Arbitrators have held that inherent in the role of UnionSteward is the right to represent employees and the union in the workplace, and that this representation often requires that the Steward forcefully challenge the decisions of management.

Arbitrators have generally accorded Stewards a wide range of latitude in order that they may carry out their duties free from fear of discipline or sanction.  Given the adversarial nature of labour relations in this province, it is sometimes inherent in the responsibilities of Stewards to criticize the actions of management, in an effort to inform the membership or to improve labour management relations.

Arbitrators have held that Union Stewards are the front line advocates on behalf of bargaining unit members, and that they must be able to fully discharge their responsibilities, and “they must not be muzzled into quiet complacency by the threat of discipline at the hands of their employer”.

Such protection on the activities and statements of Stewards is not, however, unlimited.  The concomitant obligations on Stewards is that they not use this broad right to make statements or act in a manner which is knowingly false, or which is a reckless disregard for the truth, or which is malicious in nature.

The arbitrator also cautioned that the distribution of leaflets should not be done in a way that disrupts work.

Once again, union activists are free to speak negatively in the workplace about management but they should do so honestly and without malice and for the purpose of dealing with workplace issues.

Communications with the Public

In Municipalityof Metropolitan Torontoand CUPE Local 79, the grievor also participated in a public media campaign against the employer wherein he made a series of very negative statements about the management of his workplace.  None of those statements were knowingly false.  The arbitrator found that this was legitimate union activity.

Arbitrators and Labour Boards have also held that Union Stewards are able to raise concerns about management in a public forum or through the media.

Arbitrators have held that this is particularly relevant in the public sector where public pressure is a means by which to educate, inform and persuade decision-makers, politicians, and the public on specific issues, particularly where the concerns of the union are closely aligned with the public interest.

In such cases, arbitrators have applied the same criteria, that the statements must not be malicious, or knowingly or recklessly false.

The courts have a tendency to be somewhat more restrictive than arbitrators when it comes to public statements.  The courts apply the concept of “fair comment”.  When persons with a legitimate concern about the issue, like union spokespeople, speak on a matter of public interest, like union-management issues in OPS (Ontario Public Service) and BPS (Broader Public Service) workplaces, then they have the right to make “fair comment”.  This means they can certainly make comments that are very strongly and negatively worded, but they should:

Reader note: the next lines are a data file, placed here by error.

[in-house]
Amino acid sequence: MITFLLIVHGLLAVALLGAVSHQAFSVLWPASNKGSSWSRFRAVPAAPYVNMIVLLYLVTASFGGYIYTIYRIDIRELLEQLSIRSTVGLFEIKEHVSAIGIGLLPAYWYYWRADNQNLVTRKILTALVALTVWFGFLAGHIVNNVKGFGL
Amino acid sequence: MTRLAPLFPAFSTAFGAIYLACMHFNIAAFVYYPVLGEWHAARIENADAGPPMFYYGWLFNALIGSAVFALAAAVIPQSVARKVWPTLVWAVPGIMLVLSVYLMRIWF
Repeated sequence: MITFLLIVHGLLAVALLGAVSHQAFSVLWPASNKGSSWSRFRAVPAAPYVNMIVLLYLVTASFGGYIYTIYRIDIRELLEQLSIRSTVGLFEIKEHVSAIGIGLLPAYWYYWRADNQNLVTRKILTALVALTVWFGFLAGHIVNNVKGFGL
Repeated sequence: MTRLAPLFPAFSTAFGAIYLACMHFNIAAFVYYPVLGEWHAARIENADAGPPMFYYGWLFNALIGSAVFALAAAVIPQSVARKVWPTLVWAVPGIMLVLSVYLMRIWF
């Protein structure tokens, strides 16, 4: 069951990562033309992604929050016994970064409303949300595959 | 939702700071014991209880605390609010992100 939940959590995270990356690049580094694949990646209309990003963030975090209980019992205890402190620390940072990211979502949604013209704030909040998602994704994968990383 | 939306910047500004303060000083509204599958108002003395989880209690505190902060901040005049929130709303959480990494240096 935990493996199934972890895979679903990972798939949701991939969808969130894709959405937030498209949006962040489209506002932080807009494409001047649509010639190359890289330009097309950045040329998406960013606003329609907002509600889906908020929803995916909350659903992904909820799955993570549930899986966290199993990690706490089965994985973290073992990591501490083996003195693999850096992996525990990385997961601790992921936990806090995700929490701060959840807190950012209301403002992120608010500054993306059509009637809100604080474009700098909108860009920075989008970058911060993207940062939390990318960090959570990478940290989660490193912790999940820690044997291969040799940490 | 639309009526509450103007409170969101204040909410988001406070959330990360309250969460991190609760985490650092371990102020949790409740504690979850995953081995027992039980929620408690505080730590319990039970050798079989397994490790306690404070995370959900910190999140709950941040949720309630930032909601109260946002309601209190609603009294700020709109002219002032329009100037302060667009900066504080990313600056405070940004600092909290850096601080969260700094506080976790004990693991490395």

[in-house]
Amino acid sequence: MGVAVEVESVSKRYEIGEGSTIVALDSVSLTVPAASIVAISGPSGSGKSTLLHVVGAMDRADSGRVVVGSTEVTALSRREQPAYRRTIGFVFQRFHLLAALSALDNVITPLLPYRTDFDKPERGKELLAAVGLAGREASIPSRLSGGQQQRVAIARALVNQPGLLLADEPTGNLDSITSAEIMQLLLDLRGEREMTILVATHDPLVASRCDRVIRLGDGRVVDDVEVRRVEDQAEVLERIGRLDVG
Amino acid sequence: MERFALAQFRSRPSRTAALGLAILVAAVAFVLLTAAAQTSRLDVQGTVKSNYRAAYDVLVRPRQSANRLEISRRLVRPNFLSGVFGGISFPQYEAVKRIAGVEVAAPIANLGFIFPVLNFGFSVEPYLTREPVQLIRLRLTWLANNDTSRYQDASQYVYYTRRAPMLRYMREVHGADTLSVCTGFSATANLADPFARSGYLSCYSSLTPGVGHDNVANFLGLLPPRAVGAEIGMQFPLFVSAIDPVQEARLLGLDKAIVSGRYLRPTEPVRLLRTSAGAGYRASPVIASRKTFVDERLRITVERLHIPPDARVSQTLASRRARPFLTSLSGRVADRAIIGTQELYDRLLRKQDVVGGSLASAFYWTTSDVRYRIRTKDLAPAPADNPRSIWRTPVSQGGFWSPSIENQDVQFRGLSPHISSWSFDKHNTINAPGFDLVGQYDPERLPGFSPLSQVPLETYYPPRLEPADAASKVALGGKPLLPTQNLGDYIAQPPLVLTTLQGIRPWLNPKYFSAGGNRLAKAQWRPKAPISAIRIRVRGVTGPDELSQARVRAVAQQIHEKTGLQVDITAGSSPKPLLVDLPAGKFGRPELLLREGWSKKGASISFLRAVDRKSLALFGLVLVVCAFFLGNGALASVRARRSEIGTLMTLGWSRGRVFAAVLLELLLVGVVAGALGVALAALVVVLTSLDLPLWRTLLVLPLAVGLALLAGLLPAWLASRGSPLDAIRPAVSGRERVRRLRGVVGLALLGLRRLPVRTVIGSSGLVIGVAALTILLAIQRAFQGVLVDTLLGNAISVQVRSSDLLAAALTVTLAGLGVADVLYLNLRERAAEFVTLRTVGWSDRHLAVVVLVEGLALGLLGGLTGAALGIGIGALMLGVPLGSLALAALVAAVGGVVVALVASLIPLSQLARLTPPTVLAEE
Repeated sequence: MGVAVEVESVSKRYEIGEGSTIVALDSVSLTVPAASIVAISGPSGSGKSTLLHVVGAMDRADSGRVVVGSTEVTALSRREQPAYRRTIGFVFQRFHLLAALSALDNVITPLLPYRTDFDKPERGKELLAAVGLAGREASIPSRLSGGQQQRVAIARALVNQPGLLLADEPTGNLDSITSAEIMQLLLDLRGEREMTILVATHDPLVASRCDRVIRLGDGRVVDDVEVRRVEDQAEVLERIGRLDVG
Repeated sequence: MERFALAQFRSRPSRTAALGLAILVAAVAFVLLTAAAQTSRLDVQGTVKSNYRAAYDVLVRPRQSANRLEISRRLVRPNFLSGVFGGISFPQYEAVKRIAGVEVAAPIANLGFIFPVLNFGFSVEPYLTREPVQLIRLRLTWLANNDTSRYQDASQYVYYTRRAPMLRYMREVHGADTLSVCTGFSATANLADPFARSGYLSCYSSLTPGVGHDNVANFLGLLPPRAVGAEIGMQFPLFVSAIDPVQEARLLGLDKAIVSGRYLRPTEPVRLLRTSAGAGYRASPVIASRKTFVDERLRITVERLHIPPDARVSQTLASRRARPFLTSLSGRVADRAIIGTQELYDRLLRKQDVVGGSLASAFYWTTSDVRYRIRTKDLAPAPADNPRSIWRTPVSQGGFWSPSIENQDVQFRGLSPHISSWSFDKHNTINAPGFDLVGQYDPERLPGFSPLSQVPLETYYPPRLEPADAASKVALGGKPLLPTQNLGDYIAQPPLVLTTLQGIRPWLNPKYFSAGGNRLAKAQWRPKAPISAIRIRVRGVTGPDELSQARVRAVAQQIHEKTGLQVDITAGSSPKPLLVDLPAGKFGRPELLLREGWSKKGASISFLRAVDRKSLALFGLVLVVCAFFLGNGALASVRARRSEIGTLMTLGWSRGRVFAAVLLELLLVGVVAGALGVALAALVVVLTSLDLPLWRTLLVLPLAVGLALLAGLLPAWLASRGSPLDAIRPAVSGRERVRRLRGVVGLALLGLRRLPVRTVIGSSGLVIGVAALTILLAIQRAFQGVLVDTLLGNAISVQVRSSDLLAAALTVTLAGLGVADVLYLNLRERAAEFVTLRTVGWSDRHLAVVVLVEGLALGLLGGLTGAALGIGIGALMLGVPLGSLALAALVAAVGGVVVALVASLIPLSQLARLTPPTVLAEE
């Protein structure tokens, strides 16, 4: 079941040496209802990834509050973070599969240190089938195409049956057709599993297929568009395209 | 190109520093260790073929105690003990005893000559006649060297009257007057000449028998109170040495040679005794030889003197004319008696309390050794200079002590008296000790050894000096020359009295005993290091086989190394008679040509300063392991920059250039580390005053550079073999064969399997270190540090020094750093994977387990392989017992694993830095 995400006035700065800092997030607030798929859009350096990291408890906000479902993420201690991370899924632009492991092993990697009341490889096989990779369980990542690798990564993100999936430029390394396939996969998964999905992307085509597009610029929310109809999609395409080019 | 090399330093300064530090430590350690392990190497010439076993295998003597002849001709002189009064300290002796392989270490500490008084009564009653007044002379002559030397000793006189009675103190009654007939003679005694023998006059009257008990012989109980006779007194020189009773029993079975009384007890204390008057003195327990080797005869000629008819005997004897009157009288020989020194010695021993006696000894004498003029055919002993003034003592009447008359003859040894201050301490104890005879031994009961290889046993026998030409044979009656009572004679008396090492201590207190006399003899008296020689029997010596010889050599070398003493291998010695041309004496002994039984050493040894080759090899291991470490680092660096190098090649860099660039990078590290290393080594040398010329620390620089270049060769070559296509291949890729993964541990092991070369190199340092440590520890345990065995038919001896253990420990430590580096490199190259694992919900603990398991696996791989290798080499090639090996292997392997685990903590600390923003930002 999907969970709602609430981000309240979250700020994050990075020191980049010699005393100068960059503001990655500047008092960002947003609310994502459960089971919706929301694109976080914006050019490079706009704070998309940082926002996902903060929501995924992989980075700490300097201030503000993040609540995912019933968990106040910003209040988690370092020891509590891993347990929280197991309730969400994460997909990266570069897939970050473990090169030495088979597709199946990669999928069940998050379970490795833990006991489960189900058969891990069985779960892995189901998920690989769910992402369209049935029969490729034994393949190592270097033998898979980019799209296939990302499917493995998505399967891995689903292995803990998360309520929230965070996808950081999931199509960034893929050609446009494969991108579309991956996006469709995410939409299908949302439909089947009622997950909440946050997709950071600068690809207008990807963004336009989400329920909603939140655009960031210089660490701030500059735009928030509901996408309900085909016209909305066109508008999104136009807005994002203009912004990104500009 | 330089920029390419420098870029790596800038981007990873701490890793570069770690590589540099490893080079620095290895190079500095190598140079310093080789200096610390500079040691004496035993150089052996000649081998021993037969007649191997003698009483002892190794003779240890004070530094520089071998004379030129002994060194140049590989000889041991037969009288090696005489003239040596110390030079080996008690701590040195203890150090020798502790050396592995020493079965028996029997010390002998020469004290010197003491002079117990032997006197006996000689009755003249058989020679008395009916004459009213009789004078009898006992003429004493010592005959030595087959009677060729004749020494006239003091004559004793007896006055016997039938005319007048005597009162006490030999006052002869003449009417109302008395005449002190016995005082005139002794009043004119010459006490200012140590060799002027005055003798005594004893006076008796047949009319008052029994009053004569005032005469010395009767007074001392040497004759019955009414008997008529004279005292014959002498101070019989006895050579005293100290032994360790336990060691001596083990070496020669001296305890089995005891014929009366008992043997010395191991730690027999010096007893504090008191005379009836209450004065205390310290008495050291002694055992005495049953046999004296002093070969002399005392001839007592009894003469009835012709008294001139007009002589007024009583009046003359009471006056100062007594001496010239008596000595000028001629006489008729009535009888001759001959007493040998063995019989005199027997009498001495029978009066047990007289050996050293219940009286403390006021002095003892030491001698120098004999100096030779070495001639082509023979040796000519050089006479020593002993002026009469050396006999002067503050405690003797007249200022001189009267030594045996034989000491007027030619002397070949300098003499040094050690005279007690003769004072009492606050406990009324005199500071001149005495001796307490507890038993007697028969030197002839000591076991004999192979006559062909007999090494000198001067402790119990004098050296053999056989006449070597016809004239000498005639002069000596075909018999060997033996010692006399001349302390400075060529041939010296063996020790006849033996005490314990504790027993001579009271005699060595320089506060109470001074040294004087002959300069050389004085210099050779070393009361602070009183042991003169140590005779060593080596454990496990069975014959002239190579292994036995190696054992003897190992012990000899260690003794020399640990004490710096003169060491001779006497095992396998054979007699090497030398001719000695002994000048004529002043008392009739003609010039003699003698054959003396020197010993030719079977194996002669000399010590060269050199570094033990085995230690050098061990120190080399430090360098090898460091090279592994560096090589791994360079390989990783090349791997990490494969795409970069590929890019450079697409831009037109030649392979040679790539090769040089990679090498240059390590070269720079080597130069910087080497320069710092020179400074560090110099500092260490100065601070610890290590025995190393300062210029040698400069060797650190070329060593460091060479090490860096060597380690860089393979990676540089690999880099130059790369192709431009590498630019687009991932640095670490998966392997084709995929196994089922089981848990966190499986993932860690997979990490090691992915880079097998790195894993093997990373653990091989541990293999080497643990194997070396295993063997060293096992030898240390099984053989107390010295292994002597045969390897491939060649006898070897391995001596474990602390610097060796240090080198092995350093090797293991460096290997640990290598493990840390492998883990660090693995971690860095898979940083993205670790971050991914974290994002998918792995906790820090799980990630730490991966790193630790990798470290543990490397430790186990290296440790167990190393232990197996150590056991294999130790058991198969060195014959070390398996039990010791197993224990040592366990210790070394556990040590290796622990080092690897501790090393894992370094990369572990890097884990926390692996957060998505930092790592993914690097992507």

1)   set out the main facts they are relying on;

2)   make sure those facts are true and can be proven to a court to be true (not just thought to be true); and

3)   make sure the predominant purpose is not malice.

The courts will require public comments to be based on true facts, and will not likely accept the argument that the person thought the facts to be true.  The courts require people to check their facts more carefully when they make public comments than when they make comments on an occasion of “qualified privilege”.

Speaking Freely, but Truthfully, and not Maliciously


As said at a Progressive Conservative Convention: Mike Harris personally fired employees for union activity [which is false, but was thought by the foolish isolated Red Tory who said it to be true].  He is an anti-union thug.»  Protected by the defence of “qualified privilege”.

As said in public: Mike Harris personally fired employees for union activity [which is false, but was thought by the activist who said it to be true].  He is an anti-union thug. »  Libellous.

Mike Harris has passed laws that cut back union rights.  He is an anti-union thug. » Fair comment.

When speaking publicly, it is more important to make quite sure the facts you are relying on are correct.

In the Ontario Public Service, there is an added concern.  Public servants have obligations to honour their oaths of secrecy, to maintain confidentiality of information and avoid conflicts of interest (including public criticism of the government related to their job duties).  However, they also have a full and unfettered right to engage in union activity.  The Union’s position is always that the right to engage in union activity includes the right to be publicly critical of management.  Such public criticism is preferably done as a union spokesperson, and becomes more of an issue if done simply as an individual public servant.

In summary, when speaking in public, it is best to:

a)  make sure your facts are accurate;

b)  not violate the confidentiality of sensitive or personal information;

c)   ensure you are speaking as a union spokesperson about workplace issues.


Ontario Public Service Employees Union, 1998  used with permission